• Join the FB group! Need to squee about your progress or get a little moral support? We’re here! We’ll have tips and suggestions to help motivate you. Join: Blog Ahead Group Any problems joining? Email Me (optional)
  • Grab the Button and declare your intentions!

 OK.  This is me again, on the back porch.  I'm doing this challenge because I would LOVE to be ahead by a month's worth of posts!  I've usually got a couple scheduled posts ready to go, but more of this definitely sounds better.  And, we are going to Texas for at least a week around Thanksgiving, so it would help not to have to be making posts from the road.

So, my goal is 31 posts dated November 1, 2015, or later.

I've got 7 draft posts going as we write, but of course, draft is not the same as scheduled.  Most of these are book review posts and some I have not yet received the books, so those will have to wait until I do a bit of reading.

Since I only found out about this challenge (where the heck have I been?) within the last hour, I don't really know specifically what kind of posts will comprise my 31, but they will be by majority book reviews...maybe a couple of interviews or guests posts.  And since I'm in my pre-birthday reflective period (my birthday is tomorrow...OMG now I feel old! *lol*), I'm sure there will be some posts about what I've decided to work on in my life over the next year.

Heading out to spread the word, join the FB group and get a laundry out of the dryer!


Question:  Is posting ahead (scheduling posts) something you do already or something you would like to do?  Or are you a 'pantser', which is to say fly-by-the-seat-of-your pants and do you work better planning a basic structure and then writing posts as you go?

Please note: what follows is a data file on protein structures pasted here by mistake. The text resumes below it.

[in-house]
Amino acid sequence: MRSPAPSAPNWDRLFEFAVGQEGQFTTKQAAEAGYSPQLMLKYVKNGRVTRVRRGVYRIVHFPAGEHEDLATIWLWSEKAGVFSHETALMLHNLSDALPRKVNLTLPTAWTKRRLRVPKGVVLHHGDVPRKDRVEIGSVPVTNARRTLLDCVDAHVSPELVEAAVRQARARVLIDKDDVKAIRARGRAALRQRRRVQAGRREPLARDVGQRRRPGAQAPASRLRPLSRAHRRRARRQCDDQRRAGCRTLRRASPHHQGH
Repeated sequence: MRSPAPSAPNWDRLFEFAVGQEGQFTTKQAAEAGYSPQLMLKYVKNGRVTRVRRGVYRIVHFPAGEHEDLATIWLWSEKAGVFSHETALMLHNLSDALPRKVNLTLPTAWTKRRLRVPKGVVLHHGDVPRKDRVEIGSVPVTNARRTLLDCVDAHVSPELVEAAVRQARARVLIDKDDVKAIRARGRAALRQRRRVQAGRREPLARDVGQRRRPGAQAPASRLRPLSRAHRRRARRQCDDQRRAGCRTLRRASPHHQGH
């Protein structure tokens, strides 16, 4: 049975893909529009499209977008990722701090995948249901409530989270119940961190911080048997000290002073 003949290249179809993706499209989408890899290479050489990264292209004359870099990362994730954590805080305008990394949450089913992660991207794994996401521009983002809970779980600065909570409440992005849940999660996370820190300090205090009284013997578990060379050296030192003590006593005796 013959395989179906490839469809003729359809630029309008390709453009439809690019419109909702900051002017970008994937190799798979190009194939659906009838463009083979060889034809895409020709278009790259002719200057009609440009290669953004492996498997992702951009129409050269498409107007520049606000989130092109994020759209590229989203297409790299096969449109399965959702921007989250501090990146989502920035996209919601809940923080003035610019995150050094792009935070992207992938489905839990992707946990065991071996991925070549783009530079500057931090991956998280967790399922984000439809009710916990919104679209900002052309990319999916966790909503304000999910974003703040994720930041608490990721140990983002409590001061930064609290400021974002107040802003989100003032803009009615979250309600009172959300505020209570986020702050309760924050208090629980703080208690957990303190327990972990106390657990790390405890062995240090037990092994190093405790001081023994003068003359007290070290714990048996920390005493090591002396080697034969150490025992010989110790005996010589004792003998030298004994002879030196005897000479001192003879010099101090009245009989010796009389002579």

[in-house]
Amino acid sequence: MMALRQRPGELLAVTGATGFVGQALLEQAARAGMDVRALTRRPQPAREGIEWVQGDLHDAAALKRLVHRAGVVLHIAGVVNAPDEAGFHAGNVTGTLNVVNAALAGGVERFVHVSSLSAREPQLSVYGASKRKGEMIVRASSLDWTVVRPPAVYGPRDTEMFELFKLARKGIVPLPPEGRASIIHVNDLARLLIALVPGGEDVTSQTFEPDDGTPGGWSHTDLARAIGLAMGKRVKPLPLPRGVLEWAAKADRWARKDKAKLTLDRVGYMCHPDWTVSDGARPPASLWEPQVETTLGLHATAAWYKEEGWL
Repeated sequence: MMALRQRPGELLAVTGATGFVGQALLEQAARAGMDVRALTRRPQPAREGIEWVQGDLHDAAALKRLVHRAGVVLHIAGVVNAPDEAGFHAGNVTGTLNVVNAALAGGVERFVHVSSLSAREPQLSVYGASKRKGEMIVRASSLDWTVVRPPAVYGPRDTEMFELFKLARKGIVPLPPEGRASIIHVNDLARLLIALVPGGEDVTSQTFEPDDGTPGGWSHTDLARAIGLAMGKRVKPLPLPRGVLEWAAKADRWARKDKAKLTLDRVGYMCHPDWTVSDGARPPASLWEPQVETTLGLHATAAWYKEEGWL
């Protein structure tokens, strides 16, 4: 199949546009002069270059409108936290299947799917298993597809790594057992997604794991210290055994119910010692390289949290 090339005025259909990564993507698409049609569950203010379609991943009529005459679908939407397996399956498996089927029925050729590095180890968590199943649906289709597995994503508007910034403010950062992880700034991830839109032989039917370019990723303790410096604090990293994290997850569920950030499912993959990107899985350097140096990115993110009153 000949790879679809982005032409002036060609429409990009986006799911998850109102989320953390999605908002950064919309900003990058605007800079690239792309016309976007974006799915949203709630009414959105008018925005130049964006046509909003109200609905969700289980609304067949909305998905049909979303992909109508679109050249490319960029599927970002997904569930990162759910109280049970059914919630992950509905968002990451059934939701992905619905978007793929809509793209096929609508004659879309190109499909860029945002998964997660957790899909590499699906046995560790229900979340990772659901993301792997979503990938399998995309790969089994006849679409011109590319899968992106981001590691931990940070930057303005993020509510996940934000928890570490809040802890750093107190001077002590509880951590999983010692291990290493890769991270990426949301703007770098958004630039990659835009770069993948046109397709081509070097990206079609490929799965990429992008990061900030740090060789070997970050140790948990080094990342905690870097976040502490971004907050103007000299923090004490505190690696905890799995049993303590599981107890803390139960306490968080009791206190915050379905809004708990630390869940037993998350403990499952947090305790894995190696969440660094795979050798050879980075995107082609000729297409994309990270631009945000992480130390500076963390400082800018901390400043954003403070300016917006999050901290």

Wednesday, September 30, 2015

#Review: A Fine Summer's Day by Charles Todd

New York Times bestselling author Charles Todd takes readers on a trip to Ian Rutledge's past, with the story of the last case the Scotland Yard detective tackles before he goes off to fight in World War I. New York Times bestselling author Charles Todd takes readers into Scotland Yard detective Ian Rutledge's past-to his perplexing final case before the outbreak of World War I.

On a fine summer's day in June, 1914, Ian Rutledge pays little notice to the assassination of an archduke in Sarajevo. An Inspector at Scotland Yard, he is planning to propose to the woman whom he deeply loves, despite intimations from friends and family that she may not be the wisest choice.

To the north on this warm and gentle day, another man in love-a Scottish Highlander-shows his own dear girl the house he will build for her in September.

While back in England, a son awaits the undertaker in the wake of his widowed mother's death. This death will set off a series of murders across England, seemingly unconnected, that Rutledge will race to solve in the weeks before the fateful declaration in August that will forever transform his world. As the clouds of war gather on the horizon, all of Britain wonders and waits. With every moment at stake, Rutledge sets out to right a wrong-an odyssey that will eventually force him to choose between the Yard and his country, between love and duty, and between honor and truth.



Normally, I like to start at the beginning of a series.  Notwithstanding that this the 17th (that's seventeenth) Ian Rutledge novel, it can be argued that it is indeed 'the beginning' of the series, as the action predates the other novels by several years.

The feeling of the Britons at the beginning of what was to become WWI reminds me of the scene from GWTW where the Southerners learn that war is to be declared against the northern states.  All we're more civilized and will whip those other people in a matter of months or weeks.  Didn't work out that way, neither for England in 1914, nor the American South in 1861.

Rutledge is focused on his duties as an Inspector for Scotland Yard.  I almost said 'singularly focused', but then he was considering marriage at the beginning of A Fine Summer's Day.  Not having the foresight (or is it hindsight in this case) to know what happened in the subsequent adventures, I would have liked to shake him by the shoulders and have him think a little more before he asked Jean for her hand.  If that many people he trusted were not in favor of the engagement, I would have said he should have put a little more thought into it.